Update at 8.40am 21/10: the Energy Minister, Ed Davey, said on Radio 4 this morning that there was a commitment for 57% of the value of the deal to be spent with UK firms. This isn’t mentioned in the press release.
Update 2, 22/20: The CEO of EDF was reported yesterday as saying that 57% involvement of UK firms wasn’t a commitment, but an upper limit. So I think my original comments stand.
Everyone should know that the industrial society we live in depends on access to plentiful, convenient, cheap energy – the last two hundred years of rapid economic growth has been underpinned by the large scale use of fossil fuels. And everyone should know that the effect of burning those fossil fuels has been to markedly increase the carbon dioxide content of the atmosphere, resulting in a changing climate, with potentially dangerous but still uncertain consequences. But a transition from fossil fuels to low carbon sources of energy isn’t going to take place quickly; existing low carbon energy sources are expensive and difficult to scale up. So rather than pushing on with the politically difficult, slow and expensive business of deploying current low carbon energy sources, why don’t we wait until technology brings us a new generation of cheaper and more scalable low carbon energy? Presumably, one might think, since we’ve known about these issues for some time, we’ve been spending the last twenty years energetically doing research into new energy technologies?
Alas, no. As my graph shows, the decade from 1980 saw a worldwide decline in the fraction of GDP major industrial countries devoted to government funded energy research, development, and demonstration, with only Japan sustaining anything like its earlier intensity of energy research into the 1990s. It was only in the second half of the decade after 2000 that we began to see a recovery, though in the UK and the USA a rapid upturn following the 2007 financial crisis has fallen away again. A rapid post-2000 growth of energy RD&D in Korea is an exception to the general picture. There’s a good discussion of the situation in the USA in a paper by Kamman and Nemet – Reversing the incredible shrinking energy R&D budget. But the largest fall by far was in the UK, where at its low point, the fraction of national resource devoted to energy RD&D fell, in 2003, to an astonishing 0.2% of its value at the 1981 high point.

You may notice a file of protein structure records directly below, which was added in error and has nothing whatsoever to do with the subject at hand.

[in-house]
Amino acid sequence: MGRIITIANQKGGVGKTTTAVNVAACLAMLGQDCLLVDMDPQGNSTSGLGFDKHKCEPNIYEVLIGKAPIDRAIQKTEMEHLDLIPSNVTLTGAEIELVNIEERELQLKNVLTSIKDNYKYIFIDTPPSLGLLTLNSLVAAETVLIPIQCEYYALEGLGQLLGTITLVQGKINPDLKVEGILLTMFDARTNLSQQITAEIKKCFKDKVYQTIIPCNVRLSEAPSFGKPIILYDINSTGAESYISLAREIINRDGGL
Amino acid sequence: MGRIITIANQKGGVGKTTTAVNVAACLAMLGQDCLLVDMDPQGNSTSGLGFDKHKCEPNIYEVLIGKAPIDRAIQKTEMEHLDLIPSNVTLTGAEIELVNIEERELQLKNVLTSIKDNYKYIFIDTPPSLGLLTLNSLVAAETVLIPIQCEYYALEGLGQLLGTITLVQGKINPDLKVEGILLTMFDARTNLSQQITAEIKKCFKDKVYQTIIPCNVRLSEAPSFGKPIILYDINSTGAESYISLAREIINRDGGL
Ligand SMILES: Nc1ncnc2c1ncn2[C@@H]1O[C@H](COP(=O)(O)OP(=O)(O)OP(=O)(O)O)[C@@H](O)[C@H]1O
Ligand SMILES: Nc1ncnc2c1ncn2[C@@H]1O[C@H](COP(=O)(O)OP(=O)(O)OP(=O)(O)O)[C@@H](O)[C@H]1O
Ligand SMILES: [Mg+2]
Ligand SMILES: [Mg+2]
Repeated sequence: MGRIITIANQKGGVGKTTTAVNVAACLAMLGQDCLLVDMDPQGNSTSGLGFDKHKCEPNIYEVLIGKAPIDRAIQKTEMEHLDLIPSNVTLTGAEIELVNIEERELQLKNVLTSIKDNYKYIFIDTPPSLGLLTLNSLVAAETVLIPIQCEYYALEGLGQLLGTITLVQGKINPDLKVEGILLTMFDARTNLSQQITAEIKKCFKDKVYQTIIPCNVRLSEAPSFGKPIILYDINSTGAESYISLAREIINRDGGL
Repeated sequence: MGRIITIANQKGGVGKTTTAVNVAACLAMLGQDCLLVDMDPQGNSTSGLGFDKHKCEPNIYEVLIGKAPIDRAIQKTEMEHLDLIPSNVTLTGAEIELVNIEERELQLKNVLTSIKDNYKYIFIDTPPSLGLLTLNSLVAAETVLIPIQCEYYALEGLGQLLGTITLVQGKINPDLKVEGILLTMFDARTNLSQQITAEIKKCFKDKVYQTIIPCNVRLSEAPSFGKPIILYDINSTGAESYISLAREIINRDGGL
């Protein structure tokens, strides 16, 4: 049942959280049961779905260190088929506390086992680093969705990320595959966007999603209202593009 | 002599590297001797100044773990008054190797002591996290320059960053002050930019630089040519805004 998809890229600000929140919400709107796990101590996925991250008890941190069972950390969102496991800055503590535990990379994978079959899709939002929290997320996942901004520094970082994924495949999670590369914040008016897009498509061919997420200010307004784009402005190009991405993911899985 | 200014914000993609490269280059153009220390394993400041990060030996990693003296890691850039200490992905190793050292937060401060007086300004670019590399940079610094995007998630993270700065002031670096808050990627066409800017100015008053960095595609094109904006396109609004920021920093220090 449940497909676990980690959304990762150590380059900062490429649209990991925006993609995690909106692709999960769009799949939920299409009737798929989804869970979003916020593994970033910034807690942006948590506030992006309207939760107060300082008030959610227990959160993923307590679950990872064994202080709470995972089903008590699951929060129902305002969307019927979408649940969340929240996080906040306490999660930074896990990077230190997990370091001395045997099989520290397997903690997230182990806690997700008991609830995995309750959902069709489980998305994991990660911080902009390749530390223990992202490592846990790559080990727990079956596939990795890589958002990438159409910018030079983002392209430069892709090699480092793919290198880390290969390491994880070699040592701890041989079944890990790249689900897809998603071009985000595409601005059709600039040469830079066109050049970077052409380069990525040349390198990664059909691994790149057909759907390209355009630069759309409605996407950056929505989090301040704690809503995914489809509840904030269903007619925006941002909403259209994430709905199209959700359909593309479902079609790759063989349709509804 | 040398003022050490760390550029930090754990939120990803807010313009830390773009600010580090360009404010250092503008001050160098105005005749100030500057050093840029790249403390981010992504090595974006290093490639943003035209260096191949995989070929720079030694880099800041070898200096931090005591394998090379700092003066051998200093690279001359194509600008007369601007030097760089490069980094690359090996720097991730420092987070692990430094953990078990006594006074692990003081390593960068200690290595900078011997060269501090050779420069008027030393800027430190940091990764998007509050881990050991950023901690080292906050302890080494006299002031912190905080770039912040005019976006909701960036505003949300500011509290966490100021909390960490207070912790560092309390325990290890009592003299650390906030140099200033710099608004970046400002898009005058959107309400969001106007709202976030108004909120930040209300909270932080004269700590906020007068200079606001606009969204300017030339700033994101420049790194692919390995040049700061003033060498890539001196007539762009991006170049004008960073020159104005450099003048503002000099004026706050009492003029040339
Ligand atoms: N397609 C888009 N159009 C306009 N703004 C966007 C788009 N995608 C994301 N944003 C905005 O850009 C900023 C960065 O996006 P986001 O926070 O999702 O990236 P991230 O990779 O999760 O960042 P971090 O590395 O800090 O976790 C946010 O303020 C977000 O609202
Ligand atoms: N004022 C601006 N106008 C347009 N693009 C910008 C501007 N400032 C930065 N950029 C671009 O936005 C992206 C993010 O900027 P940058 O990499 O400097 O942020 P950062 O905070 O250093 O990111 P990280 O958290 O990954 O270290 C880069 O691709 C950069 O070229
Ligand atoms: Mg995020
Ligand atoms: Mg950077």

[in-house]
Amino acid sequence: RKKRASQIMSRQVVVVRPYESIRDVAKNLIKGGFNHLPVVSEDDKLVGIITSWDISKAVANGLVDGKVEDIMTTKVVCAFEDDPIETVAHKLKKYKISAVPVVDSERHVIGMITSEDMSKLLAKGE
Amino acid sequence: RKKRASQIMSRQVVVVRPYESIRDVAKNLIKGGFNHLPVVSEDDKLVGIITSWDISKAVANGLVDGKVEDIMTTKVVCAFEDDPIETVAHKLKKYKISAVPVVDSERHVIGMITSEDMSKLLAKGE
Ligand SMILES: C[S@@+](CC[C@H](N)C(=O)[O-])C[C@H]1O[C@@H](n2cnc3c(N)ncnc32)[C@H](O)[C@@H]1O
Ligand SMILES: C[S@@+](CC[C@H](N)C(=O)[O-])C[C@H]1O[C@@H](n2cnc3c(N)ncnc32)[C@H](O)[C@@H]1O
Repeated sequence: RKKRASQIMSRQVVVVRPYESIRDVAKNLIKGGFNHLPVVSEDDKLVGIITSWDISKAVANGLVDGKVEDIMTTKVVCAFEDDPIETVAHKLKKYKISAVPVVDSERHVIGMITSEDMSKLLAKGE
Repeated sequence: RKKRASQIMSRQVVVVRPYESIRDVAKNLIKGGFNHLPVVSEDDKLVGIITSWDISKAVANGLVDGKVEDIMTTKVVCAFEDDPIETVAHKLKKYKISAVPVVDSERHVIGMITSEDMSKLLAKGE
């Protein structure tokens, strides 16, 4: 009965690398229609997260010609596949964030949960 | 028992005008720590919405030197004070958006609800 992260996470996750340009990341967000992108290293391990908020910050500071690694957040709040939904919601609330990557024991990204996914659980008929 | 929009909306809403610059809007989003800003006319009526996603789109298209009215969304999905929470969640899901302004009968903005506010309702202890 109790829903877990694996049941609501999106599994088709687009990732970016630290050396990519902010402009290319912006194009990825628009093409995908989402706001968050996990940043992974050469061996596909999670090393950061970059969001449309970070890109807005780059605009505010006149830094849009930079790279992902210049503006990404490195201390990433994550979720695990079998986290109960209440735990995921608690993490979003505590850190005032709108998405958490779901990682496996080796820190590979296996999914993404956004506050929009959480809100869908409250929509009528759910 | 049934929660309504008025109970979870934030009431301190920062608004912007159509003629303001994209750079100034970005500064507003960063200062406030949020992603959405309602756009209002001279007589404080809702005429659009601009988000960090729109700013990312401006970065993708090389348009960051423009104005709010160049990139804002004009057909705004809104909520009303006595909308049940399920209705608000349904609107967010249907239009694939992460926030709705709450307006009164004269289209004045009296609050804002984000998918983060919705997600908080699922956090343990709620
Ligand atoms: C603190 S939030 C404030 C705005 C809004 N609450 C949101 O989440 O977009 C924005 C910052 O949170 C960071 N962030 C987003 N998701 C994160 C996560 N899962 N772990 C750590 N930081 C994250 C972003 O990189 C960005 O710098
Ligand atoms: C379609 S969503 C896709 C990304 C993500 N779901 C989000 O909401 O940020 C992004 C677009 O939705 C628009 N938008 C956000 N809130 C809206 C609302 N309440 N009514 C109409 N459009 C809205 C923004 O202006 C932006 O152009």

The promise of polymer solar cells is that they will be cheap enough and produced on a large enough scale to transform our energy economy, unlocking the sun’s potential to meet all our energy needs in a sustainable way. But there’s a long way to go from a device in a laboratory, or even a company’s demonstrator product, to an economically viable product that can be made at scale. How big is that gap, are there insuperable obstacles standing in the way, and if not, how long might it take us to get there? Some answers to these questions are now beginning to emerge, and I’m cautiously optimistic. Although most attention is focused on efficiency, the biggest outstanding technical issue is to prolong the lifetime of the solar cells. But before plastic solar cells can be introduced on a mass scale, it’s going to be necessary to find a substitute for indium tin oxide as a transparent electrode. But if we can do this, the way is open for a real transformation of our energy system.